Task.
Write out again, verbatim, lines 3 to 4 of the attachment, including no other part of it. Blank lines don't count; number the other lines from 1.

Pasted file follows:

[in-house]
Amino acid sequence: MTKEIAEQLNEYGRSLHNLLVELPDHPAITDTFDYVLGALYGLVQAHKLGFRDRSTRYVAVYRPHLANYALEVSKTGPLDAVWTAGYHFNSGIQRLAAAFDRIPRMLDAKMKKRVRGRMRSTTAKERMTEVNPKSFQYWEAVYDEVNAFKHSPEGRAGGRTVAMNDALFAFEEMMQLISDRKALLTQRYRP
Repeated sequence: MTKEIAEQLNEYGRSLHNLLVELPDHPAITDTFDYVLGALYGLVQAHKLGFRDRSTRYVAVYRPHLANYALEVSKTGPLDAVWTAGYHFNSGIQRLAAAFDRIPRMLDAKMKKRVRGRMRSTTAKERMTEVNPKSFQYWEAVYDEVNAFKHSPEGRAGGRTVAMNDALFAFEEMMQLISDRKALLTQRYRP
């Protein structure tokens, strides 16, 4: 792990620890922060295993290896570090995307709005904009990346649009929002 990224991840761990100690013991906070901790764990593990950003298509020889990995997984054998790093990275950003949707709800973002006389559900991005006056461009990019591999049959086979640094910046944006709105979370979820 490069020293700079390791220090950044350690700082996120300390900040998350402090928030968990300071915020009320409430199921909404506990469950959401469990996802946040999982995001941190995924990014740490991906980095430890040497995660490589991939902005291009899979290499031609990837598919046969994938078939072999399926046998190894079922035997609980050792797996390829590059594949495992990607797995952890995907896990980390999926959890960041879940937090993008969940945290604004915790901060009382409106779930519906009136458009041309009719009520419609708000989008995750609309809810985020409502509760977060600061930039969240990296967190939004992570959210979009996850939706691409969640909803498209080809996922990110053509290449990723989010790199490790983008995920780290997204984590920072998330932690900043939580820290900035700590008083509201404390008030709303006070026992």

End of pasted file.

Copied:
Repeated sequence: MTKEIAEQLNEYGRSLHNLLVELPDHPAITDTFDYVLGALYGLVQAHKLGFRDRSTRYVAVYRPHLANYALEVSKTGPLDAVWTAGYHFNSGIQRLAAAFDRIPRMLDAKMKKRVRGRMRSTTAKERMTEVNPKSFQYWEAVYDEVNAFKHSPEGRAGGRTVAMNDALFAFEEMMQLISDRKALLTQRYRP
């Protein structure tokens, strides 16, 4: 792990620890922060295993290896570090995307709005904009990346649009929002 990224991840761990100690013991906070901790764990593990950003298509020889990995997984054998790093990275950003949707709800973002006389559900991005006056461009990019591999049959086979640094910046944006709105979370979820 490069020293700079390791220090950044350690700082996120300390900040998350402090928030968990300071915020009320409430199921909404506990469950959401469990996802946040999982995001941190995924990014740490991906980095430890040497995660490589991939902005291009899979290499031609990837598919046969994938078939072999399926046998190894079922035997609980050792797996390829590059594949495992990607797995952890995907896990980390999926959890960041879940937090993008969940945290604004915790901060009382409106779930519906009136458009041309009719009520419609708000989008995750609309809810985020409502509760977060600061930039969240990296967190939004992570959210979009996850939706691409969640909803498209080809996922990110053509290449990723989010790199490790983008995920780290997204984590920072998330932690900043939580820290900035700590008083509201404390008030709303006070026992």